I want to tell you a story. It is a glimpse into a totalitarian world. It is also part of my own story, a sliver of my life as a young Christian traveling in foreign countries, visiting believers living under brutal, authoritarian rule.
I share my story with you because of an insight often quoted but frequently ignored: Ideas have consequences.
What follows is a record of the consequences Christians encountered because of an idea nearly half a century ago in a far-off place. They are also consequences we are encountering now in our own country and in our own communities.
In the summer of 1976, just after my 26th birthday, when I was not quite three years old in Christ, I journeyed to Europe with three others—Lance, fresh out of seminary, and Jeff and Donna, a young married couple contemplating long-term missions work on the Continent.
Our goal: make contact with Christians in the Soviet bloc countries of Hungry, Romania, the Ukraine, and Poland who were suffering persecution behind what was then called the Iron Curtain. Bible smuggling was not our project, but we did pack Russian Scriptures in with our belongings.
We’d purchased a small station wagon in Switzerland, bought sleeping bags and camping gear so we could sleep on the cheap, then entered “the East” south of Vienna, meeting contacts in Hungary and Romania without detection by the state. Veterans of such trips told us the Soviet Union would be different, though. They were right.
Leushen, Moldova, USSR—Friday, July 23
Leaving the Romanian checkpoint behind us, we traversed east, crossing an arching causeway over the Prut River and “no man’s land”—a barbed wire barricade stretching for miles with machine gun towers watching the frontier—to the Soviet side two kilometers away.
Once in the USSR, the Soviet guards glanced at our passports, fumbled superficially through our belongings, checked quickly under our car from a pit made for that purpose, then directed us inside for paperwork and customs declarations. Things were going smoothly, and I expected we’d be out shortly.
When I asked if I could change money before we left, the customs officer said there would be time “after operations.” I soon found out what he meant.
Three men sat at a long table next to the building. One mentioned something about literature and told us to empty the entire contents of our car onto the table. A quick chill went up my spine. They’re looking for Bibles, I thought. I silently prayed, Not my will, but Thine be done. Whatever happened next was in God’s hands.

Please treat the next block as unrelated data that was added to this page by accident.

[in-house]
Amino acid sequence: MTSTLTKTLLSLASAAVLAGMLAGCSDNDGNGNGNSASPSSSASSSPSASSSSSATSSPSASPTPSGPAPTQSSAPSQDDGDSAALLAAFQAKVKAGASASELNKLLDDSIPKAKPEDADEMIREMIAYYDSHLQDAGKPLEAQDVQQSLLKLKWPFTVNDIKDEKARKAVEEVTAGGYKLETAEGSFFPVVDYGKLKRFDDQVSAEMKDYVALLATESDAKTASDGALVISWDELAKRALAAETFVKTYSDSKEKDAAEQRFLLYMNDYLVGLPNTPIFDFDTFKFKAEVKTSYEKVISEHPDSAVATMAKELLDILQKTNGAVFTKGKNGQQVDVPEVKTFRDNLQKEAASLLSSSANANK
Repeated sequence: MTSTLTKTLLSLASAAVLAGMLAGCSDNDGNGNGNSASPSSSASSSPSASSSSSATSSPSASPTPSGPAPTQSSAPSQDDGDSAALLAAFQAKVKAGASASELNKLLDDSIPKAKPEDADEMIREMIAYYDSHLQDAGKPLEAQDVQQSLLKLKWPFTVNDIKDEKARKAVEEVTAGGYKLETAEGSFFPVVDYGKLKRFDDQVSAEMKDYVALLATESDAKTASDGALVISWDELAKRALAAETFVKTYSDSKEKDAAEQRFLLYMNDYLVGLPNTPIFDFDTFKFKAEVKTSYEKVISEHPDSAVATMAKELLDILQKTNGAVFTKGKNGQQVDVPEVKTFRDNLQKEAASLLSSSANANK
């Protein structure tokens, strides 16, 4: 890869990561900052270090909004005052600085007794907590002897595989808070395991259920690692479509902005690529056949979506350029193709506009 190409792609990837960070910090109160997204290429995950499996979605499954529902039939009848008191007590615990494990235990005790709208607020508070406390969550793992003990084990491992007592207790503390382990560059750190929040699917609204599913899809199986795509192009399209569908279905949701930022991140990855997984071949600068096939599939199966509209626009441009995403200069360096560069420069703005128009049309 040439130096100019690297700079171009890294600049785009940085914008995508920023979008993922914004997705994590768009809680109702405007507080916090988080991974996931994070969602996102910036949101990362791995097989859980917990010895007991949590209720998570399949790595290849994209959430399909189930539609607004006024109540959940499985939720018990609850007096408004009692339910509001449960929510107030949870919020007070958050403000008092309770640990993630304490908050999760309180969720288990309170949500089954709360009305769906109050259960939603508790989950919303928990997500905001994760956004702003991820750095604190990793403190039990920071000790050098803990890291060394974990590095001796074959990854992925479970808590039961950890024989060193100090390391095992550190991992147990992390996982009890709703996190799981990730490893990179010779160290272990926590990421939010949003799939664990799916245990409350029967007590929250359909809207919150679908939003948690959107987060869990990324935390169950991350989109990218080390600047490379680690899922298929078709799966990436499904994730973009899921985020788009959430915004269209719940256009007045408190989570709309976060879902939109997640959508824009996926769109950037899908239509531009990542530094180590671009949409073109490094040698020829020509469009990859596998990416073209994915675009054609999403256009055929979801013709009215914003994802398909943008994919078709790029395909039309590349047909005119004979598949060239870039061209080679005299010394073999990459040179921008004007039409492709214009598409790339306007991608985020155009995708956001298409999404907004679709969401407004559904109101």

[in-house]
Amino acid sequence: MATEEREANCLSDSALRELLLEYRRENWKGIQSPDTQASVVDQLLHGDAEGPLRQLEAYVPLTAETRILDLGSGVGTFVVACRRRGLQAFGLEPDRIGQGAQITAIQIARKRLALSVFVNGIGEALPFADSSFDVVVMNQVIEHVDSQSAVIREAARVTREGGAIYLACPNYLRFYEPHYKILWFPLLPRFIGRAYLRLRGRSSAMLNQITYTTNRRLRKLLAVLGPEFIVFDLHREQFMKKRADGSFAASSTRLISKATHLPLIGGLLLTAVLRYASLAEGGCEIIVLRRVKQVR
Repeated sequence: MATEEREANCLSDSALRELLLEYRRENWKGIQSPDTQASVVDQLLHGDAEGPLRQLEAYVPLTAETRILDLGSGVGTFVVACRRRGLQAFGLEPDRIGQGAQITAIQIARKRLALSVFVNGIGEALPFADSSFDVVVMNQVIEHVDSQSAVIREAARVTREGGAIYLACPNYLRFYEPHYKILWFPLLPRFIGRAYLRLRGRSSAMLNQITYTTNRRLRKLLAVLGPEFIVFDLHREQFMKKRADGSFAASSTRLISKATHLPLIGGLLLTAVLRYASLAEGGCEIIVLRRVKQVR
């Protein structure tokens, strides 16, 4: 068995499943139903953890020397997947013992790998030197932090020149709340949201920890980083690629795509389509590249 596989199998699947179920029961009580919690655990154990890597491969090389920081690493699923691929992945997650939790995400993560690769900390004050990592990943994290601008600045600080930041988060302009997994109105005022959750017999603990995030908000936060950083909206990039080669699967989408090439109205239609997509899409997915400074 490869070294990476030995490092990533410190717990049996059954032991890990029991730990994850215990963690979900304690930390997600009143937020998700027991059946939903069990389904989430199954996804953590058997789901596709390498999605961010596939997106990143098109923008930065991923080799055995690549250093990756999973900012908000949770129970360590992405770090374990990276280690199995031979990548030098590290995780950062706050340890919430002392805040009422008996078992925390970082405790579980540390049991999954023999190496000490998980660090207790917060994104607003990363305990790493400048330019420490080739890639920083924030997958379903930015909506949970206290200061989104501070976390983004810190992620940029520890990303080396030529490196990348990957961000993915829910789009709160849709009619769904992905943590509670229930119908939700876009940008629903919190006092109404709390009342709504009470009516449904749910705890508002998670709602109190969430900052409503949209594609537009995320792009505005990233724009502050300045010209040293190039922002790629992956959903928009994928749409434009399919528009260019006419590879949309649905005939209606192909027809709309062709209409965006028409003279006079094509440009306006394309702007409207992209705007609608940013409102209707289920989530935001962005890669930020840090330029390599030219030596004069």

We dumped most of our luggage, still wet and soggy from the prior night’s rain, onto the table and allowed the guards to go through the rest of the car as they pleased. When one of them discovered a Bible, he held it up triumphantly as if to say, “Aha! I knew it.”
The team then went into overdrive checking everywhere for Christian contraband. They took the seats out, the battery out, and also the back panels on the inside of the car. They looked down the window slots with flashlights, removed the spare tire, and positioned our car over the pit two more times. They went through all our clothing down to every sock and handkerchief four full times. They unrolled our wet tents and our sleeping bags, checked the linings of our suitcases, and asked us repeatedly about secret compartments in the car. They body-searched us thoroughly, even making Jeff undress.
When they’d made a total shambles of our stuff, they told us to put it all back and come into the station.
Once inside, the questions began. Where did we get the Bibles? Why were we bringing them across the border? Who were they for? Did we know such a trafficking was illegal? It went on for hours.
When Jeff explained that the Scriptures were for believers in the Soviet Union, for different churches and their pastors, they asked for the names of the Christians. Jeff told them we planned to look up churches in the phone directory and locate Christians that way.
“But we don’t have churches listed in our phone directory,” the young translator said.
Well, we didn’t know that. We pointed out that in the United States, where there was freedom of religion, all churches were listed in the phone directory. Wasn’t there freedom of religion in the Soviet Union?
“Yes, of course we have freedom of religion,” she said, “but we have separation of church and state.”
That was to be her blanket justification for virtually every intrusion we experienced that afternoon. We never understood exactly how that applied to us since our conduct wasn’t interfering with their “separation.” Lance’s definition was probably the most accurate. “They’re trying to separate the church right out of the state,” he quipped quietly.
“It is forbidden to bring Bibles and other religious material into the Soviet Union,” she continued. “In the schools we teach the children from when they are young that there is no God. Only old people believe in him. Our people are taught Marxist Leninism, that man will solve his own problems and build a wonderful society here on earth. Our Department of Atheism spends large amounts of money each year teaching them these things. We don’t allow any other propaganda.”